Posted by: Pablo at February 8, 2008 05:34 PM

Does anyone think that the chances are good for the Republicans in 2008 ?

Posted by: John Ryan at February 8, 2008 06:38 PM

A name I have heard thrown around is Kay Bailey Hutchinson. That could be an interesting ticket.

Posted by: William Teach at February 8, 2008 07:07 PM

John, I think Hillary is eminently beatable. Obama is more of a challenge, sad to say.

Posted by: Pablo at February 8, 2008 07:27 PM

Heres a REAL curveball: Condi Rice.

My mom has been a hardcore democrat for years and thinks it's the perfect solution to the republican issue... she feels that it will be an Obama/Clinton ticket either way, with one or the other in the drivers seat, mutually interchangeable (she actually thinks it will be Obama for P and Clinton VP which gives her a better shot to go for president in a few more years) I think she might be on to something there....

Posted by: Big Country at February 8, 2008 07:50 PM

Re Fred... while, as a long-time Fred head, I'd love to see him on the ticket, I really think he'd decline. My gut feeling is that he's had enough politics for a while. I could be wrong, tho... I often am.

Steele would probably be okay, I have problems with his preference for stare decisis in dealing with Roe v. Wade, however, and with what I have heard about his stand on the death penalty; Kay Bailey Hutchison would be good, though I am not that familiar with her positions, what I remember doesn't include any big disagreements; Bobby Jindal was recently called a new Ronald Reagan by Rush, and that's high praise from behind the Golden EIB Microphone.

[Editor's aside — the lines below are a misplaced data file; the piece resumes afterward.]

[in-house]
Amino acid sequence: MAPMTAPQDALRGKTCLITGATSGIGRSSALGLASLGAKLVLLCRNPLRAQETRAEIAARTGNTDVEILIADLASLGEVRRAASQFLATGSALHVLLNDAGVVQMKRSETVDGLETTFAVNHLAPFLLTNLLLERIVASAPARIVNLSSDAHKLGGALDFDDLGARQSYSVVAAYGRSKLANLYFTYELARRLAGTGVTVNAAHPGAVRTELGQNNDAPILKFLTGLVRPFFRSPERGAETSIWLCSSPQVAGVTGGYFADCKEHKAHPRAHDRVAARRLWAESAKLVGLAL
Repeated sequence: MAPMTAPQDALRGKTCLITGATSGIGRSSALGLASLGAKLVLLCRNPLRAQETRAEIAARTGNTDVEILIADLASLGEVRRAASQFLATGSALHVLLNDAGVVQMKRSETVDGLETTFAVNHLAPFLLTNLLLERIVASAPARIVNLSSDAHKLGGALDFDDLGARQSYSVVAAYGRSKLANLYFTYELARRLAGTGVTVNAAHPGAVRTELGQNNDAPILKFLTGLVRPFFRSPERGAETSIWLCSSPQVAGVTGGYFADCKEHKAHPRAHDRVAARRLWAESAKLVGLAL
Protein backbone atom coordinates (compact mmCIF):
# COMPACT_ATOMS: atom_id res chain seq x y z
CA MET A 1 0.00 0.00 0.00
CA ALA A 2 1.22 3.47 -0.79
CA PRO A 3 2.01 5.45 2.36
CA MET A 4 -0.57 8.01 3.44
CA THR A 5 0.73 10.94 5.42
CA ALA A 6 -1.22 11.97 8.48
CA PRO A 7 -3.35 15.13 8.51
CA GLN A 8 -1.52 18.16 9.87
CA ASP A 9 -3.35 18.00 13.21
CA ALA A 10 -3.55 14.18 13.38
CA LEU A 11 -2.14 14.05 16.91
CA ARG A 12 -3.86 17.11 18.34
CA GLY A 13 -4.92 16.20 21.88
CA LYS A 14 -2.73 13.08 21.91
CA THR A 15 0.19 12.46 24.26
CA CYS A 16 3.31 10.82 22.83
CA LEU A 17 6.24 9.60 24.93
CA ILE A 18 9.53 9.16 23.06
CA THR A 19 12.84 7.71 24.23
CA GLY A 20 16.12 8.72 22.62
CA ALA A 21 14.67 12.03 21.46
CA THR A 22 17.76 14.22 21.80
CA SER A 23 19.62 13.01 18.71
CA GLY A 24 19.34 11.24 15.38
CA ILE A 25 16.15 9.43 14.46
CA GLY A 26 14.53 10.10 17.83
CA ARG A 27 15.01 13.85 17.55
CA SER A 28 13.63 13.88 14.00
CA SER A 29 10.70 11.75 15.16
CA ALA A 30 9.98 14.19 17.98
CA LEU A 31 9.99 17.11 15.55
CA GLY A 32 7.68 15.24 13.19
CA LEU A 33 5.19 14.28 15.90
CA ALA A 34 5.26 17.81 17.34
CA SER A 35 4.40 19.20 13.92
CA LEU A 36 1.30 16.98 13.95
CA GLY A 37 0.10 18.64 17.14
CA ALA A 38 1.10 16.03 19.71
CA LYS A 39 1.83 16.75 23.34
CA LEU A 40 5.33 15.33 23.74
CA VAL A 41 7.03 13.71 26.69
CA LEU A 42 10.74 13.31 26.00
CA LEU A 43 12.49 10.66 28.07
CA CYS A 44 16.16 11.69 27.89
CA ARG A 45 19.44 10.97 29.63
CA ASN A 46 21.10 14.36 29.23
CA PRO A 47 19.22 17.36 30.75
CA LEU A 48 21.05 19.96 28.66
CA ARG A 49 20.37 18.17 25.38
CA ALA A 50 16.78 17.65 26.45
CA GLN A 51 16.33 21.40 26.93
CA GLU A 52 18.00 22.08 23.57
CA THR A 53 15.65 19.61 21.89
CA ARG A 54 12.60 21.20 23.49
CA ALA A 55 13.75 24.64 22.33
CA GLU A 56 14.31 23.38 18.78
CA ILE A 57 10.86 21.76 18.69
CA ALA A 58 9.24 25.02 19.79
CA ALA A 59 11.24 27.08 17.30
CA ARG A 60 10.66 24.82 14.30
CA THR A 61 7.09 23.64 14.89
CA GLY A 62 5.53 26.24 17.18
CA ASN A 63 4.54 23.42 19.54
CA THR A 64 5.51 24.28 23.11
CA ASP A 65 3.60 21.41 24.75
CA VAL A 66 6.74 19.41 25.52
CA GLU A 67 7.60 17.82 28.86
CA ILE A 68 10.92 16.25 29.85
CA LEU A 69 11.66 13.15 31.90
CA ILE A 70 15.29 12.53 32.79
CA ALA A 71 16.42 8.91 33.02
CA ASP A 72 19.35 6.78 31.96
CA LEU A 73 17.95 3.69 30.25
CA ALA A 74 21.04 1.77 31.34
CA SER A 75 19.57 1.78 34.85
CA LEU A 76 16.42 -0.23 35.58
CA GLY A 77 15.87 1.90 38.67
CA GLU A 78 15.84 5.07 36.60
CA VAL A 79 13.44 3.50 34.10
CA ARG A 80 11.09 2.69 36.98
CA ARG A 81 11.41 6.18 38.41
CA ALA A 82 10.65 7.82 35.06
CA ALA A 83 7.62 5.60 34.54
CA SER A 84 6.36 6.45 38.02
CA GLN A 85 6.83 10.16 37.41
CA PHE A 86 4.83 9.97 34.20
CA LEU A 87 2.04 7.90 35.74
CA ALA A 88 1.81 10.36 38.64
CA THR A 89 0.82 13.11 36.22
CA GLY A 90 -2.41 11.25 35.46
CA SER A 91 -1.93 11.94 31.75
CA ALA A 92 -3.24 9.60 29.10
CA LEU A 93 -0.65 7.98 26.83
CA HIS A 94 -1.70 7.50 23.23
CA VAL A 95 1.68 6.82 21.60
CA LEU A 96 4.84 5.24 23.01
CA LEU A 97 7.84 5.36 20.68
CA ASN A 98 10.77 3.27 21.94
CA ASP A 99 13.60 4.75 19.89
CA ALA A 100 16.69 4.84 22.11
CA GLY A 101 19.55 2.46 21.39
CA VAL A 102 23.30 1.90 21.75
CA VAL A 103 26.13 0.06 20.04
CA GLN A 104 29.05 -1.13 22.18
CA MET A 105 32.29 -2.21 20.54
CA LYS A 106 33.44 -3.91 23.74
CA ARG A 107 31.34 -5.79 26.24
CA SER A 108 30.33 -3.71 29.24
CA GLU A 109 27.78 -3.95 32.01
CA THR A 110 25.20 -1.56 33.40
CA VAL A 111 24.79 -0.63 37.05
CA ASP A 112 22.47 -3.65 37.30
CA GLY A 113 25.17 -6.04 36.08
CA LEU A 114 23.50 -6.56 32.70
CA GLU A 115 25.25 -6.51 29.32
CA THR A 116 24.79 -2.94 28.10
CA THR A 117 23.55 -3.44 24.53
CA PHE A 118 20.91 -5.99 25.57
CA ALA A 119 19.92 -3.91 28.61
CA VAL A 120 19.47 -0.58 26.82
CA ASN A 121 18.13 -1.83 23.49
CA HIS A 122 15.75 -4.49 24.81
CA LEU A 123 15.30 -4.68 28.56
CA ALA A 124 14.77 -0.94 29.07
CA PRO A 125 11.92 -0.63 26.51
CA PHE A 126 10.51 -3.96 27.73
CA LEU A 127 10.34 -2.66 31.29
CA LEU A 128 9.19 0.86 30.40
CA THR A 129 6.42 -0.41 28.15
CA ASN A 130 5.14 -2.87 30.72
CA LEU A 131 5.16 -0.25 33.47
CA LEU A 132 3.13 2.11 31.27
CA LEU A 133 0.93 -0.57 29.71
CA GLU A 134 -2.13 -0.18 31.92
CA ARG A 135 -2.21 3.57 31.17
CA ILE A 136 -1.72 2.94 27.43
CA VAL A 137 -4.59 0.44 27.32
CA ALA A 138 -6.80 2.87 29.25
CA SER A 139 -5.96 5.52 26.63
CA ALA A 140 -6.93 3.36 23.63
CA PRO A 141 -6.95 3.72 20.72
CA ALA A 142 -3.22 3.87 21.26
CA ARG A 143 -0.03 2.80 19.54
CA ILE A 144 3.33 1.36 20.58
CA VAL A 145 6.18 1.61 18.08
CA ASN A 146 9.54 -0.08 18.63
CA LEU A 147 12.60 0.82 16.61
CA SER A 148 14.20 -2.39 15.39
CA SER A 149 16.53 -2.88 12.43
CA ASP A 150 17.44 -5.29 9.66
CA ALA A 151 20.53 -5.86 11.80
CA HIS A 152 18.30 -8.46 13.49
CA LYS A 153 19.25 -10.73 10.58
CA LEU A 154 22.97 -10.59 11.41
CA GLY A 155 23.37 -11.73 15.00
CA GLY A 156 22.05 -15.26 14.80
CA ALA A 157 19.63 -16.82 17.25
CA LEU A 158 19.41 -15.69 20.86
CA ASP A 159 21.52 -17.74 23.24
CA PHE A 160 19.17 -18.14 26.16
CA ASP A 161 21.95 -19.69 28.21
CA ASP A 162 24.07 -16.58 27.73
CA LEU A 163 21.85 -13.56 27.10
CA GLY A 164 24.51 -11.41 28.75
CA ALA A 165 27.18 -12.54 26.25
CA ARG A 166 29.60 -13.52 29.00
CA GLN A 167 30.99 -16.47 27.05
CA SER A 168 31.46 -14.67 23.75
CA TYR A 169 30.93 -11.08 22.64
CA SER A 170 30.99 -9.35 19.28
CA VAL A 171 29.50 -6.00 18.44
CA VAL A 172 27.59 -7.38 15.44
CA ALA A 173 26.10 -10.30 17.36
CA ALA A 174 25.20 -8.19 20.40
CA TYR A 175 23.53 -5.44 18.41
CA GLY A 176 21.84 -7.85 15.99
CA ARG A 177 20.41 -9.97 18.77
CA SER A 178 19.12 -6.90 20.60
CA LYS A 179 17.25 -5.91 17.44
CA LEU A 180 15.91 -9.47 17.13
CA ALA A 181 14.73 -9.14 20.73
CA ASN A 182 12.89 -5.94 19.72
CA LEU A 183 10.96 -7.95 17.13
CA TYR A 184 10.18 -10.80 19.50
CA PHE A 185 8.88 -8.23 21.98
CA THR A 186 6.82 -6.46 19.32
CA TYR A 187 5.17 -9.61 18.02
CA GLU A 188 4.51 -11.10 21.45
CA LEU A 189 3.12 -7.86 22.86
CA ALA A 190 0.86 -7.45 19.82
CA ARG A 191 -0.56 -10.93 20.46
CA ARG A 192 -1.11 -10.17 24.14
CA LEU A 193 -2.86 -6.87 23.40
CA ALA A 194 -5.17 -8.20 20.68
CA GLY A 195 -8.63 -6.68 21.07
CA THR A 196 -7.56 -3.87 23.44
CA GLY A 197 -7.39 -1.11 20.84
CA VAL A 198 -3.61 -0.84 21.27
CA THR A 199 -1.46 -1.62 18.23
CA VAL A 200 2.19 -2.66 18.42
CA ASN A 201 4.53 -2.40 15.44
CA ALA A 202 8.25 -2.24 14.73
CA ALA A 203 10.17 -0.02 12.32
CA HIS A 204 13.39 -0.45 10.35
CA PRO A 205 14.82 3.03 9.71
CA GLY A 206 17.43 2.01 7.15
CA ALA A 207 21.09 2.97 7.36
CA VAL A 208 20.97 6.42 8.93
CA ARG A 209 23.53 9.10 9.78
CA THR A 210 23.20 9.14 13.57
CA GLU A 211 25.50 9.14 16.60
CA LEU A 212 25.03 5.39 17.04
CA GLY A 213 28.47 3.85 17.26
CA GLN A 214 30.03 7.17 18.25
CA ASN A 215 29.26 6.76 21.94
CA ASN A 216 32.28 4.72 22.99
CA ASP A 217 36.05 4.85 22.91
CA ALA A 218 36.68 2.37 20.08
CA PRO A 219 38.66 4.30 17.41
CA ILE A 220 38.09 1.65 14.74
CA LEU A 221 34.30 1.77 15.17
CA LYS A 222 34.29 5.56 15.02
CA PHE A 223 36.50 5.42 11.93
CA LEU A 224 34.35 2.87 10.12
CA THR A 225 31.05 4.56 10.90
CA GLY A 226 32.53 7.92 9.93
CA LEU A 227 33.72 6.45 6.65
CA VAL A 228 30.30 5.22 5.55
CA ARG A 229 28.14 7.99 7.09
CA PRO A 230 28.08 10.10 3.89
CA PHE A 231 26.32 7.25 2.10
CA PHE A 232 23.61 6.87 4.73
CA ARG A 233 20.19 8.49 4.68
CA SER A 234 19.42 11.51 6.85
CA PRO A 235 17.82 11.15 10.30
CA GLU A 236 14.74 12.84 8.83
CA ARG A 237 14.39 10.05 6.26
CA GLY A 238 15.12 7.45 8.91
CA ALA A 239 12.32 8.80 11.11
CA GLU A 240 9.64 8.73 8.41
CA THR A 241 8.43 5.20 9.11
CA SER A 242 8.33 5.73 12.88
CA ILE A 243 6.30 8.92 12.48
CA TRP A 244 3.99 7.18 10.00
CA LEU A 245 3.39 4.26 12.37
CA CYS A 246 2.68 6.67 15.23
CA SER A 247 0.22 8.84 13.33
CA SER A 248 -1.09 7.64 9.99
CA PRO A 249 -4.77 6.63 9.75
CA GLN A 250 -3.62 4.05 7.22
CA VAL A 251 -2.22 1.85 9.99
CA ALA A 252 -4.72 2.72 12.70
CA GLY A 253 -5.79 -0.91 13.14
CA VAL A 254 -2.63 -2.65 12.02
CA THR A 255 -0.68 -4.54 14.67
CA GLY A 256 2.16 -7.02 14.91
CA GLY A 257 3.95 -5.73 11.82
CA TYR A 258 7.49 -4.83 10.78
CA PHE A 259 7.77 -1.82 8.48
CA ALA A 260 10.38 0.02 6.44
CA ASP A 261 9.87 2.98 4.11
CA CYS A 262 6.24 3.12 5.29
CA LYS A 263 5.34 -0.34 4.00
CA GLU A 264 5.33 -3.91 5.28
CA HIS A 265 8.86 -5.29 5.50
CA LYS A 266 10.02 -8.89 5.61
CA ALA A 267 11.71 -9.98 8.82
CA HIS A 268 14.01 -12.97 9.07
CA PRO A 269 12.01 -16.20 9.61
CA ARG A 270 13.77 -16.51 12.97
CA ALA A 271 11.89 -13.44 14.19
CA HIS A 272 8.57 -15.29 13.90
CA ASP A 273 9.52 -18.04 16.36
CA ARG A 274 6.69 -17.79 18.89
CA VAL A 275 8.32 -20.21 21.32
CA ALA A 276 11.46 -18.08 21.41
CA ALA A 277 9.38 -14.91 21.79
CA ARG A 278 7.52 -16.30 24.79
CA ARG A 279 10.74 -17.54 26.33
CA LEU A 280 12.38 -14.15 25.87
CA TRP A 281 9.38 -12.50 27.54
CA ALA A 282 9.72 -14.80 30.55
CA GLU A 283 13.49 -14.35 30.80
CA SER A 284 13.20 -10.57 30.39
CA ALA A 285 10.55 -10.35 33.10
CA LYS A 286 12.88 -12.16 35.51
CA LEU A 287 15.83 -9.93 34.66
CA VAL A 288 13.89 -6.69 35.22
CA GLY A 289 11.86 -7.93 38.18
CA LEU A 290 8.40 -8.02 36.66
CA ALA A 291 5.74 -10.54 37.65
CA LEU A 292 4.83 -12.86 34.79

One wonders if the lefties are afraid of Mr. and Mrs. America seeing that there really are non-white and non-male candidates that are strongly conservative.

Posted by: C-C-G at February 8, 2008 08:13 PM

Watch for TX gov Rick Perry to be on the shortlist for McCain VP.

Posted by: Zhombre at February 8, 2008 09:32 PM

On second thought, and seeing that Fred has now endorsed McCain, I kinda wonder if perhaps he isn't angling to move into Number One Observatory Circle.

Posted by: C-C-G at February 8, 2008 11:47 PM

Duncan Hunter or Mitt Romney?

Posted by: grrrrrrrrrrrrrrrrrrrr at February 9, 2008 12:13 AM

[[Does anyone think that the chances are good for the Republicans in 2008 ?]]

McCain allready outpolls Clinton and Obama is hard core liberal, so yeah.

Posted by: Grrrrrrrrrrrrrrrrrr at February 9, 2008 12:15 AM

Bobby Jindal, won't happen, but just sayin'

And yes, John, we do think the chances are good.

Hillary? Her negatives alone will kill her.

The second Obama's "hope" campaign is shown for the vacuous empty thing it is, he's toast too.

Posted by: Conservative CBU at February 9, 2008 01:27 AM

Tom Coburn.

Southern, a doctor. Trusted by cons. He can argue the health care issue which will be very prominent in this campaign credibly. He's well spoken, sincere and anti-pork.

Posted by: DaveW at February 9, 2008 07:23 AM

How bout Obama for GOP VP if HRC steals the nomination from him?

Posted by: comradelittle at February 9, 2008 09:03 AM

How about Mike Pence?

Posted by: C-C-G at February 9, 2008 06:25 PM

Well those who think the chances are good should put some money down.

Posted by: John Ryan at February 14, 2008 10:57 AM